The former Mudd’s Restaurant property in San Ramon has been mostly abandoned and become a popular target for vandalism, according to officials with the city, which now owns the once-popular eating destination.
Most recently, during a routine inspection, city staff found that unidentified vandals had broken into the storage shed on the west side of the restaurant, resulting in the door and door-frame being “damaged beyond repair,” according to a staff report by parks program manager Sandy Martin.
Staff have reinstalled plywood over the door in an effort to keep animals and the weather from damaging the site further, but damages are estimated to cost $1,800. In addition to the destroyed storage shed door, the double glass doors on the south side of old Mudd’s Fireside Room were broken and have since been covered with plywood.
Parks program manager Matt Early said that the property sometimes receives ongoing vandalism throughout the year.
The 2.2-acre parcel is located at 10 Boardwalk Place, adjacent to the Crow Canyon Community Gardens and the San Catanio Creek. It was officially purchased by the city October 2017 for $1 after an engineering analysis revealed that the excessively high cost of creek mitigation meant development would have no real commercial value.
Since that time, the property has been used as an extension of the adjoining Crow Canyon Community Gardens, but recent community interest in the utilization of the property has re-emerged as the city writes its 10-year Parks, Open Space, Trails and Recreation Master Plan.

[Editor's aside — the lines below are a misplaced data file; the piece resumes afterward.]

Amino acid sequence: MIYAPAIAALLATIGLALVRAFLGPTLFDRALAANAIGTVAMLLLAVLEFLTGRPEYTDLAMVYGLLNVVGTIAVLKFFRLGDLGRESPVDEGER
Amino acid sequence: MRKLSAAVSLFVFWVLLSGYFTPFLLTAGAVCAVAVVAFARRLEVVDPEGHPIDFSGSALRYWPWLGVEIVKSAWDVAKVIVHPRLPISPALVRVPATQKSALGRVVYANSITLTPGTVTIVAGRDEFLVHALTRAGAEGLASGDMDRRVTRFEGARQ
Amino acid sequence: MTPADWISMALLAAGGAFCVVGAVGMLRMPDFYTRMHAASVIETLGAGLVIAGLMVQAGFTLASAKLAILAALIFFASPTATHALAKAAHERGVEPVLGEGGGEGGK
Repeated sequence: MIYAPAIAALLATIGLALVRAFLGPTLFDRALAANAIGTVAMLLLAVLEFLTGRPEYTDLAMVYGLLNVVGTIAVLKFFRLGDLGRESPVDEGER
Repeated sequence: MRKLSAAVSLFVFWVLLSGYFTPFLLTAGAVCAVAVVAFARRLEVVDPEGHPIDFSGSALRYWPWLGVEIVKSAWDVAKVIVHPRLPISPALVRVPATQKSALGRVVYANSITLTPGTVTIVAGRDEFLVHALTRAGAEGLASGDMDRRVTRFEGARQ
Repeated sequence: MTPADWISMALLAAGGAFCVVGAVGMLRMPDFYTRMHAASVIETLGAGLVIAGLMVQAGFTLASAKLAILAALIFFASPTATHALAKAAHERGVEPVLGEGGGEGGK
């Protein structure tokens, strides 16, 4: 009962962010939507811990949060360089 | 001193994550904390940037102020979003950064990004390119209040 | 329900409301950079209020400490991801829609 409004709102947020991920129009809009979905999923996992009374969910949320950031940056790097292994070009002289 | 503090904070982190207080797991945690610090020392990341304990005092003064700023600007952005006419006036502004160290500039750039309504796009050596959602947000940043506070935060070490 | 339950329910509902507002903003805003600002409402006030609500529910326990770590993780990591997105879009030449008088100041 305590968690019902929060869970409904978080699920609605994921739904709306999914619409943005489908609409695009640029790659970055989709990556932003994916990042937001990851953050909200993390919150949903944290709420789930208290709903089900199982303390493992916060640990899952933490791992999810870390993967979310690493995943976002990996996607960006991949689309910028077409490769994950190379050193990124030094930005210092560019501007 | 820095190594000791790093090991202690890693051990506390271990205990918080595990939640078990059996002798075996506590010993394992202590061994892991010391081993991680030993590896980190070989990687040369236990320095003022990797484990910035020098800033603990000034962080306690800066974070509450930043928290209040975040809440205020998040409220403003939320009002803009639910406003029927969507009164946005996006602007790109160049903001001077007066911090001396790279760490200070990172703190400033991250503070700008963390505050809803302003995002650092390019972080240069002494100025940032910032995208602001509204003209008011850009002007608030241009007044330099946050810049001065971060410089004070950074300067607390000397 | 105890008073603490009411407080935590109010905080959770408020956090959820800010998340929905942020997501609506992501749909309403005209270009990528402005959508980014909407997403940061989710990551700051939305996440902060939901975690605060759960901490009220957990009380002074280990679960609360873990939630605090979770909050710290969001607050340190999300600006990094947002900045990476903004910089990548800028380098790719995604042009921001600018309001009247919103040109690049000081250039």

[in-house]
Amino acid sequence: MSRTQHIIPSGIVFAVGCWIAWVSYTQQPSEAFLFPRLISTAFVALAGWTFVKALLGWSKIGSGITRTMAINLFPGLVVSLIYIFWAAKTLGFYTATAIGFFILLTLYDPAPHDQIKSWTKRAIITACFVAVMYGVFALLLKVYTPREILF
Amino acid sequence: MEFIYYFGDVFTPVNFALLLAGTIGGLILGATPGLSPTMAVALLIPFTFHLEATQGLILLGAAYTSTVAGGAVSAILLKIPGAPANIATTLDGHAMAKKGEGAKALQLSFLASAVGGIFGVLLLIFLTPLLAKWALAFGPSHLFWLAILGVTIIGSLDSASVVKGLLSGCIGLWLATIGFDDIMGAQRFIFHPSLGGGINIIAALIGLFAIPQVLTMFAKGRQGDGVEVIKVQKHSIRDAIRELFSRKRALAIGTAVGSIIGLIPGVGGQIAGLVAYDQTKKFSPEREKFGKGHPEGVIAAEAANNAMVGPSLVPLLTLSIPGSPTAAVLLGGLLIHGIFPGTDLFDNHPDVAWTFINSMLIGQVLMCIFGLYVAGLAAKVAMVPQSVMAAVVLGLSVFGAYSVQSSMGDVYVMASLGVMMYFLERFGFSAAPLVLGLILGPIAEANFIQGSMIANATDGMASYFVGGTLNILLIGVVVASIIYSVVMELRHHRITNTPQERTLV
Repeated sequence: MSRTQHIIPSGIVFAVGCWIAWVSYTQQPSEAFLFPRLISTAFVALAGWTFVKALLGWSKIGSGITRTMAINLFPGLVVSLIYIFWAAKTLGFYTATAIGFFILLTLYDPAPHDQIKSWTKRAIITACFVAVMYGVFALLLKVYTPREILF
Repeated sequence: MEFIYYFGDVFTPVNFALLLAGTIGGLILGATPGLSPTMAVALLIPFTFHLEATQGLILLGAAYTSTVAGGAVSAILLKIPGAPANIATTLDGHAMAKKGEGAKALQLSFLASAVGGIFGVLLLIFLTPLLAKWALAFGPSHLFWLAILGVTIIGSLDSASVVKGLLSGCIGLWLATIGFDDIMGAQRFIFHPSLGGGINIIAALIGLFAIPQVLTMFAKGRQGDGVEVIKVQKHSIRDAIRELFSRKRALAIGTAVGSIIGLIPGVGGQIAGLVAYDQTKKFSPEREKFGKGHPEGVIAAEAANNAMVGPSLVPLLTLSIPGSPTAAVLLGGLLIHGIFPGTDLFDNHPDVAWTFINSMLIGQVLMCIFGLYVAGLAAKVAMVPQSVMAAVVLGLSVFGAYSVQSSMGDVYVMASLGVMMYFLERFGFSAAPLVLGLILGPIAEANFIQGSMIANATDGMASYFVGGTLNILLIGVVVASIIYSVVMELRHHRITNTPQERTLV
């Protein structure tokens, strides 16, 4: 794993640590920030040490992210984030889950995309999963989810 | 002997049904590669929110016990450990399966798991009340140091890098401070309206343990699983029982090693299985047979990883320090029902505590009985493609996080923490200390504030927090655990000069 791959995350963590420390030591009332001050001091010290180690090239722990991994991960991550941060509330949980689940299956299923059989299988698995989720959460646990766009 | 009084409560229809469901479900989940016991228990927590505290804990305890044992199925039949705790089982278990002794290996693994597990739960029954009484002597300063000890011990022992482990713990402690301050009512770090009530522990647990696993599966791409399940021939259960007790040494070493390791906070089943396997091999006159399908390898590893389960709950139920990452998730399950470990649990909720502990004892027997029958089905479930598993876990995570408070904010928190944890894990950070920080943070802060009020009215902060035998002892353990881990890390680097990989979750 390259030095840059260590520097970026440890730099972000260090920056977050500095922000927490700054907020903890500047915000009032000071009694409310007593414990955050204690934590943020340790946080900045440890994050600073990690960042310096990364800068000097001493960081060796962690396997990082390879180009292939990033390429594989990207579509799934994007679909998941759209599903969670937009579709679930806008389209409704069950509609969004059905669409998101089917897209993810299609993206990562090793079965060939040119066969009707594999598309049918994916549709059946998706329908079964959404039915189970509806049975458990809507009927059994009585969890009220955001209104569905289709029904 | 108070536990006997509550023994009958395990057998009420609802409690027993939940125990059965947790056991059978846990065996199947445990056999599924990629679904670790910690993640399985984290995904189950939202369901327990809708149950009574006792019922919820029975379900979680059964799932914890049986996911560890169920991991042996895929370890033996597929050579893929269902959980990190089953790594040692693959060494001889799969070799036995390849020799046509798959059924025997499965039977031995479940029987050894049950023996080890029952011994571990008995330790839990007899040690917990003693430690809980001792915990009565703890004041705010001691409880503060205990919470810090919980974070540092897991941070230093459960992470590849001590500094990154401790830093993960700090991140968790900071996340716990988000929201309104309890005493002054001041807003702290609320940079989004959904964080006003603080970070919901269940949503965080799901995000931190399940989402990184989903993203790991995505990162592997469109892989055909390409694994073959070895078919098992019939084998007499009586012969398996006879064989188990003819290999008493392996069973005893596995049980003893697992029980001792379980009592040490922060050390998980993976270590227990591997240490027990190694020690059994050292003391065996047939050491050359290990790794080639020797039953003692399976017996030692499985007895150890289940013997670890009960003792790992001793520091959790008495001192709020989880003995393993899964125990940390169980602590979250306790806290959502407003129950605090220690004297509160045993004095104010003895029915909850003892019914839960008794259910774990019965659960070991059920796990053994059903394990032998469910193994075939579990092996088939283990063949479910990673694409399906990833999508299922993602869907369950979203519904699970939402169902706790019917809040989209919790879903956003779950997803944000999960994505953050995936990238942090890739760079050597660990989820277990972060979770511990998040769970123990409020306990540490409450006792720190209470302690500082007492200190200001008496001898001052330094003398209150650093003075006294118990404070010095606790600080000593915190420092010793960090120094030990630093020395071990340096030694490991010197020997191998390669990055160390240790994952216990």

“It’s an issue that the community has been very involved in and very passionate about, and that (has) been great to have,” said Will Doerlich, 2019 chair of the city’s Parks and Community Services Commission. “Right now were still reaching out to the public and gathering information as a commission.”
The master plan rewrite will guide the city in how it utilizes its parks and public lands to best reflect the needs and desires of the community.
When talks first began about the purchase of Mudd's, more than 2,000 community members signed a petition to preserve the property as a natural park for the community -- an option that isn’t impossible according to Doerlich, but one that would require rezoning of the area.
“All options are on the table right now. There are no decisions that have been made,” he said. “There are a lot of moving parts … but no (options) are off of the table.”
City staff have created an online survey for residents in order to gather information on how city property can best be utilized for San Ramon’s parks master plan.
The next public Parks and Community Services Commission meeting is scheduled to occur 7 p.m. on Jan. 23 in the City Hall Council Chambers, 7000 Bollinger Canyon Road. Residents are invited to learn about the process and have their opinions heard.